The past few months in America have been filled with emotions and difficult to understand events. So that I can keep my faith in humanity, I look to focus my attention on what makes us human, or at least the choice to act as such. Amidst all the ugly and unfair, my friends and expats (from expatriate temporary aliens) in Uganda, Michelle and Troy Conry have set up an initiative of their own, which I want to support with whatever I can.

Since there has been no boxing club in Entebbe (Uganda city) for two years, Michelle and Troy find a local trainer, rent a small space and start their own. From the beginning, only Troy and a few guys familiar with the coach train. In just a few months, the club becomes a training ground, home and place of inspiration for more than 30 children and youths from 4 to 24. For most of these children, attending the club is a way to learn about famous boxers, symbols of success and achievement that one day they want to achieve. The workouts are serious. The club has its own team that competes at the regional, national and Olympic level hopes. 16 from the 43 team were ranked in the last national competition.

I never knew that boxing in Uganda equals national pride. It is more important as a sport than football. Good boxers have long arms and weak bodies, which is a feature of Uganda's DNA, and for years the state boasts top boxing talents.
Thanks to coach Gilbert, the Busoga Boxing Club has spread to 10 satellite clubs and trained another 60 children. As there are no conditions in the villages, and most of them are 4-5 hours away from Entebbe, each place has its own "captain", responsible not only for the daily training, but also for the overall discipline and development of the children.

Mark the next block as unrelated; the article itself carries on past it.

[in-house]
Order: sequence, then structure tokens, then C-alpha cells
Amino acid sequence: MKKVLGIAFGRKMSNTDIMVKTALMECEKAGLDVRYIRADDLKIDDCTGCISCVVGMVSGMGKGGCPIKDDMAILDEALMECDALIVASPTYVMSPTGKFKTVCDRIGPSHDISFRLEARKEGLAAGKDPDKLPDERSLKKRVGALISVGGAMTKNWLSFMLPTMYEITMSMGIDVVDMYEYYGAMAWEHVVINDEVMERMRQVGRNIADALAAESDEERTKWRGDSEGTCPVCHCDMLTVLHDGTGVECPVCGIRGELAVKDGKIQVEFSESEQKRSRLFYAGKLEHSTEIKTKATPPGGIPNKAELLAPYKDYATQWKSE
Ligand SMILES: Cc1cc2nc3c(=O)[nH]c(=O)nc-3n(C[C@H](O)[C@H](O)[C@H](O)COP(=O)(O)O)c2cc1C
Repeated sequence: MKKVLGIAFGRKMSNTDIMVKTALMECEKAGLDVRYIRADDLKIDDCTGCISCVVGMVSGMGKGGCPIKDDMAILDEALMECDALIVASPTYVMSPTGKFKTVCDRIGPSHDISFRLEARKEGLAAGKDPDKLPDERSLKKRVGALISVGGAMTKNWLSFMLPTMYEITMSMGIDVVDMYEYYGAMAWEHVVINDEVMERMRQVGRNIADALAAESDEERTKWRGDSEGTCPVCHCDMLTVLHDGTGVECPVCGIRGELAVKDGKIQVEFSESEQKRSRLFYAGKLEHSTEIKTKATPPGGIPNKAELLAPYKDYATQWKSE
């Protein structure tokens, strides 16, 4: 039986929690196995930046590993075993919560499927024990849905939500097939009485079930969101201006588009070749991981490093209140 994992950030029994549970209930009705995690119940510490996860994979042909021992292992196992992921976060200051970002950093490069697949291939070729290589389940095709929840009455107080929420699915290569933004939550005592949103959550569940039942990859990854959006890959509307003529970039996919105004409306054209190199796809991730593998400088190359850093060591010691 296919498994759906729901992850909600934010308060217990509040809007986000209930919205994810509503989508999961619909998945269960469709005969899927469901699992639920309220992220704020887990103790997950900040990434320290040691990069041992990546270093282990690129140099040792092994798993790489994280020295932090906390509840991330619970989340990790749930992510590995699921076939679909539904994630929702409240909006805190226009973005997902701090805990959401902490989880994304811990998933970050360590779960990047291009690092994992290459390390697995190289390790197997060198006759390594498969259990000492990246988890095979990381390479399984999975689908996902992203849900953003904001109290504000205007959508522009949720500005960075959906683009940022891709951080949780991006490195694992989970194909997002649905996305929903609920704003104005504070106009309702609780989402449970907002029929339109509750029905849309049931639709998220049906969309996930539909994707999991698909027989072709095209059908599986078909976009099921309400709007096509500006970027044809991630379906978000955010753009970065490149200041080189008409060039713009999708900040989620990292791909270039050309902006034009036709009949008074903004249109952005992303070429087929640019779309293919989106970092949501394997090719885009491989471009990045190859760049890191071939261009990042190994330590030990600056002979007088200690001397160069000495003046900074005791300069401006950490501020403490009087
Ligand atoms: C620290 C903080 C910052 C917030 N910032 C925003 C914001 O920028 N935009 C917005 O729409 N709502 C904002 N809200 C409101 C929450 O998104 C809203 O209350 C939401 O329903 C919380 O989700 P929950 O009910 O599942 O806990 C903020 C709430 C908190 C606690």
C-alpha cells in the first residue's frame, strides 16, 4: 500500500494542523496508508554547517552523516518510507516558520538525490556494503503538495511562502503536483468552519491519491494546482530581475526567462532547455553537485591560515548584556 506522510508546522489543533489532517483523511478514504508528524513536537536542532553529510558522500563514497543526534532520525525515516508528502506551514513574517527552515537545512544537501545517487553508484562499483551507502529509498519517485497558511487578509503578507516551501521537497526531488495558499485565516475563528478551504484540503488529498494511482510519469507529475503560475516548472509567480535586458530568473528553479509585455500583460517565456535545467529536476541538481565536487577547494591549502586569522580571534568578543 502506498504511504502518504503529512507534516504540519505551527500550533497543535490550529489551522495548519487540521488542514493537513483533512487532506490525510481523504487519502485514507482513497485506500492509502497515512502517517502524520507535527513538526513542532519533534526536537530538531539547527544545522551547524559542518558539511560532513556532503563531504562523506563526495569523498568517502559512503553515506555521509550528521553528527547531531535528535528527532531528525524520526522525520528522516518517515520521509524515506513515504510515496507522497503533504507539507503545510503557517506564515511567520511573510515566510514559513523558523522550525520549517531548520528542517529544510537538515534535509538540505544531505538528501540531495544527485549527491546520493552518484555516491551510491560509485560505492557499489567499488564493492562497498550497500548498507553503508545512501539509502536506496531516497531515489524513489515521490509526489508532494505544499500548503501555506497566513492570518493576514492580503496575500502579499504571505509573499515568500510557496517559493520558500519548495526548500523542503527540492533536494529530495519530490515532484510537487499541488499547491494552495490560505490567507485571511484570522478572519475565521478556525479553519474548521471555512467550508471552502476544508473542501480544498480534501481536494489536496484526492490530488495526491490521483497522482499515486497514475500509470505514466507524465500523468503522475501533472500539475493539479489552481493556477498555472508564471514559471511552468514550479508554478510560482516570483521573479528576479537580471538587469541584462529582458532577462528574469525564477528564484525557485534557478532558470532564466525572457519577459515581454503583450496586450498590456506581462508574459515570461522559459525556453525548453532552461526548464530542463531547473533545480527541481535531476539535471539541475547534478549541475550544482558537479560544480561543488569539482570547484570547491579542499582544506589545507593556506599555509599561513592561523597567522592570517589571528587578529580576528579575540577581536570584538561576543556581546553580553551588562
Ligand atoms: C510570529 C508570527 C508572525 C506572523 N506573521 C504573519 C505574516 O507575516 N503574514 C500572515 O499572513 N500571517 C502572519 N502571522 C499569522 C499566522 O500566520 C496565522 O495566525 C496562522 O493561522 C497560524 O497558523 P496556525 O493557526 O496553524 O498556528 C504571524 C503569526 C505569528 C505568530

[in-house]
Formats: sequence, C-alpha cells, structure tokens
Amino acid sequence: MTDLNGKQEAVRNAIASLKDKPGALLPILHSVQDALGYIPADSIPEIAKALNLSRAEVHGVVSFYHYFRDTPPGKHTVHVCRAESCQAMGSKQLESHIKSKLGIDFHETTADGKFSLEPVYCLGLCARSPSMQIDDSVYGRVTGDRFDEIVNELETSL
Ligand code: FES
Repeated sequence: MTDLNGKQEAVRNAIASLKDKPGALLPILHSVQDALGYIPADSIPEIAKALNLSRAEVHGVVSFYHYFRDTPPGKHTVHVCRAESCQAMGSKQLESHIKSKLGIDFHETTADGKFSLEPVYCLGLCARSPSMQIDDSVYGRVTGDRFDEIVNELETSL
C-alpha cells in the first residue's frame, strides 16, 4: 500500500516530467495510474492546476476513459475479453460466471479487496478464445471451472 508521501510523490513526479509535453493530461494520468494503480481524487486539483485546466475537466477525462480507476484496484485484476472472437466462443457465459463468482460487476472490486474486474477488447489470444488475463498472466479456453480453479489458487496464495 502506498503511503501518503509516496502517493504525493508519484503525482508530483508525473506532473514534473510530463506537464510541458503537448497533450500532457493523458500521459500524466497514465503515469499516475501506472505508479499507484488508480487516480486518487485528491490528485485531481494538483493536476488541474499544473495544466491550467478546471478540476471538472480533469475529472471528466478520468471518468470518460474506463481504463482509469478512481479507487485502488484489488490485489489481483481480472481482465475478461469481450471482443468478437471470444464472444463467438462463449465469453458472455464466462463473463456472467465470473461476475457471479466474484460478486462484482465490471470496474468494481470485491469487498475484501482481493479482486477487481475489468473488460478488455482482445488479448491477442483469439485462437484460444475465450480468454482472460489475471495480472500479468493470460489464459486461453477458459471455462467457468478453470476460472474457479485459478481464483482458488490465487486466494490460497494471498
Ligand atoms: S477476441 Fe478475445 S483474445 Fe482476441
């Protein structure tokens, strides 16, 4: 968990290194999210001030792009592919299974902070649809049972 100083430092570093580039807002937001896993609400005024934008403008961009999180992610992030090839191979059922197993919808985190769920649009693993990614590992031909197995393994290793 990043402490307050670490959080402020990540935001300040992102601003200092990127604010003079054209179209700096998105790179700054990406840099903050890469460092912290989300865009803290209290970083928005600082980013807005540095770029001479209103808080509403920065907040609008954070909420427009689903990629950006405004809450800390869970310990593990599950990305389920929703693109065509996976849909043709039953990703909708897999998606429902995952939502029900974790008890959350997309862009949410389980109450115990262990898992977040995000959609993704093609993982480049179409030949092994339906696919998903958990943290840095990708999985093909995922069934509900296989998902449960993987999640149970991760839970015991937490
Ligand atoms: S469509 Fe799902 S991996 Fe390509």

© Tina Boyadzhieva

Michelle and I visited one of these villages near Jinja, where a makeshift boxing platform consists of three wooden bars assembled on a frame, on which sandbags filled with sand instead of box pears are tied. Because children do not have boxing gloves, they box in clouds of red dust, without any protection, or at most wrap their hands with rags. One of the children participated in and won a tournament with a broken arm to represent his village at the level of coach and sponsor.

Regardless of the conditions, every child I had the privilege of filming and interviewing told me the same thing - boxing makes them feel free, strong, proud and gives them something to dream about. What they didn't tell me, but I learned from the coach, is that boxing gives them a chance to not become mercenaries in armed groups, not take drugs, or engage in selling them.

© Tina Boyadzhieva

What I want to do for these kids is find used boxing gloves that will be considered a luxury for them. It is not a matter of money or huge campaigns to help a child, encourage him or her to take on a better path in life. And maybe one of those kids will be the future Olympic champion? If anyone would like help with something, contact me for an address in America where aid can be sent. Thanks for the care and support of Gotgloves?

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